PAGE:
Marcia Dal Tannhäuser
Composer: Francisco Tárrega
Arranged by Wei-Chen Lin
Duration: 6 min.
“Marcia Dal Tannhäuser” was arranged by Spanish guitarist and composer Francisco Tárrega (1852 - 1909) in an unknown year. The Marcia was excerpted from the second act of Wagner's opera. The purpose of this new arrangement is to exploit the rich acoustics and versatile colors of the marimba to evoke the grandeur of Wagner's orchestration. Advanced technique is required to showcase the character of the instrument.
About the composer +
Francisco Tárrega was an important Spanish composer whose music and style of guitar playing became strongly influential in the twentieth century. He was central to reviving the guitar as a solo instrument in recital and concerts. Among his most popular compositions are Recuerdos de la Alhambra and Danza mora. He wrote nearly eighty original works for the guitar and over a hundred transcriptions, mostly of piano pieces by Chopin, Beethoven, and others.
Francisco Tárrega was born on November 21, 1852, in Villareal, Castellon, Spain. An accident in his early childhood permanently impaired his eyesight. He was taught his first lessons on guitar by Eugeni Ruiz, ironically a blind musician. In 1862, concert guitarist Julian Arcas, on tour in Castellon, heard young Francisco play and advised Tárrega's father to allow Francisco to come to Barcelona for study with him. Tárrega's father agreed, but insisted that he take piano lessons as well. His father was well aware that the guitar, as a solo vehicle, was in decline, coming increasingly to be viewed as an instrument to accompany singers, while the piano was all the rage throughout Europe.
By his early teens, Tárrega had become proficient on both instruments. For a time, he played with other musicians at local engagements to earn money, but eventually he returned home. In 1874 he enrolled at the Madrid Conservatory where he would study composition under Arrieta. He had brought along with him a recently-purchased guitar, made in Seville by Antonio Torres. Its superior sonic qualities inspired him both in his playing and in his view of the instrument's compositional potential. When Arrieta heard his student Tárrega in a guitar concert, he convinced him to focus on guitar and abandon ideas of a career involving the piano.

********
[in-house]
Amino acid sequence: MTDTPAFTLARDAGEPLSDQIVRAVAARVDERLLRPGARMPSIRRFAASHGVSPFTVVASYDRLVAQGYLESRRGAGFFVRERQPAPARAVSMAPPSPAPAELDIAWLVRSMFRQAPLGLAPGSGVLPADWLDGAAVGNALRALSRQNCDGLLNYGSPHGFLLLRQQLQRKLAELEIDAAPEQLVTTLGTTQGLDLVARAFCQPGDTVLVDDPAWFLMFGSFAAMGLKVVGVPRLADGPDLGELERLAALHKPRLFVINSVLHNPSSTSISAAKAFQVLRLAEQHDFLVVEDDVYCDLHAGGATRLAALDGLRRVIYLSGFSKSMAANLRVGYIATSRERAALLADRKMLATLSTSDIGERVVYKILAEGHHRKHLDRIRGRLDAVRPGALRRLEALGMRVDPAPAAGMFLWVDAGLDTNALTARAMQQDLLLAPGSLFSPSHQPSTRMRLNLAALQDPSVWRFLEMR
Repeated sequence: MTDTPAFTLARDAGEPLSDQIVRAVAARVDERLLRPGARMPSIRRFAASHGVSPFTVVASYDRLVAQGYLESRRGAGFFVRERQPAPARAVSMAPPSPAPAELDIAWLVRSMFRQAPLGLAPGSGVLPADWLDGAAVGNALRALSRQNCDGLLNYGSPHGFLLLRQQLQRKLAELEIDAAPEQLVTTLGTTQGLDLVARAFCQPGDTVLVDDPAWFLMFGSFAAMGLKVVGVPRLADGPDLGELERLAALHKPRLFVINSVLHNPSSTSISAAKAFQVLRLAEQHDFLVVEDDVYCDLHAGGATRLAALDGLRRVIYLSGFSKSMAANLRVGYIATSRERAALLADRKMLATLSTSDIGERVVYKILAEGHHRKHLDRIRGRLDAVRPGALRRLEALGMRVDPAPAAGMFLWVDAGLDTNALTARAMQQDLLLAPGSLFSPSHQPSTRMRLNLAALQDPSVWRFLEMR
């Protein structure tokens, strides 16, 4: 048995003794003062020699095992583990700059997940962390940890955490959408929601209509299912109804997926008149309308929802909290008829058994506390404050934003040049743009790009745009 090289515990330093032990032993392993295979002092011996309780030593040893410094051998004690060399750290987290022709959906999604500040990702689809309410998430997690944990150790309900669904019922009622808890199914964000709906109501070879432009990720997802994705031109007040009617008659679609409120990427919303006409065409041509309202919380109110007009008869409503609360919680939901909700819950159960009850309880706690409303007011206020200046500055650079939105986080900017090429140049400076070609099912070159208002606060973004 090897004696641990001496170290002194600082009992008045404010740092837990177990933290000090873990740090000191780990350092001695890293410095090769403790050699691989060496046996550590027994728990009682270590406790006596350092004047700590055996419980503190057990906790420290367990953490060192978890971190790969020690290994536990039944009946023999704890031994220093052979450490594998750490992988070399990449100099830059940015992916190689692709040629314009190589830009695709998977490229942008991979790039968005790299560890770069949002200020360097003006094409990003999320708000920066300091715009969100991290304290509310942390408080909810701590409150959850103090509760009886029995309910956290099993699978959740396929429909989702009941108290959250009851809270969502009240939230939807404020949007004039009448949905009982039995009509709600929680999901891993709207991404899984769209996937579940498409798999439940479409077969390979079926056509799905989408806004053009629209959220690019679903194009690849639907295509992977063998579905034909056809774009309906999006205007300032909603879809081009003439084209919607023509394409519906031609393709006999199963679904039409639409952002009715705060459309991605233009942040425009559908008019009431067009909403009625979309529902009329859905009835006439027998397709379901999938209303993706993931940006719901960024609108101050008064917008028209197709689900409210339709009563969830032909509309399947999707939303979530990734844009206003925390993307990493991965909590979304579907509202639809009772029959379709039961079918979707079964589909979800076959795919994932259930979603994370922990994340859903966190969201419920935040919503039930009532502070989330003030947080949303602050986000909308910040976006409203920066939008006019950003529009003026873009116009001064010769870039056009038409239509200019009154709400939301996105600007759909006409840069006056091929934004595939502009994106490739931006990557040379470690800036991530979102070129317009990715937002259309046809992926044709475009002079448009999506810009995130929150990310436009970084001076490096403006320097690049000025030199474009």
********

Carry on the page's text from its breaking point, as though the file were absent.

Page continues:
In about 1876, Tárrega began teaching and giving regular guitar concerts. He typically received much acclaim for his playing and began traveling to other areas of Spain to perform. By this time he was composing his first works for guitar. In 1880, he met his future wife, Maria Rizo, when he was giving a concert in Novelda. That same year he went on tour to Lyon, Paris, and London, now playing his own works in addition to those of other composers. In 1881, he and Maria were married in Novelda. He soon began transcribing piano works of Beethoven, Chopin, Mendelssohn, and others to enlarge his guitar repertory, and, no doubt, to make use of his considerable knowledge of keyboard music. Tárrega and his wife moved to Madrid, but after the death of an infant daughter, Maria Josefa, they settled permanently in Barcelona in 1885.
On a concert tour in Valencia shortly afterward, Tárrega met a wealthy widow, Conxa Martinez, who became a valuable patron to him. She allowed him and his family use of a house in Barcelona, where he would write the bulk of his most popular works, including Recuerdos de la Alhambra. From the latter 1880s up to 1903, Tárrega continued composing, but limited his concerts to Spain. In about 1902, he cut his fingernails and created a sound that would become typical of those guitarists associated with his school. The following year he launched a tour of Italy, giving highly successful concerts in Rome, Naples, and Milan.
In January 1906, he was afflicted with paralysis on his right side, and though he would eventually return to the concert stage, he never completely recovered. He finished his last work, Oremus, on December 2, 1909. He died 13 days later.
Front Cover graphics and layout: Gaia Gomes
Engraving: Johan Svitzer
Printed in Copenhagen, Denmark
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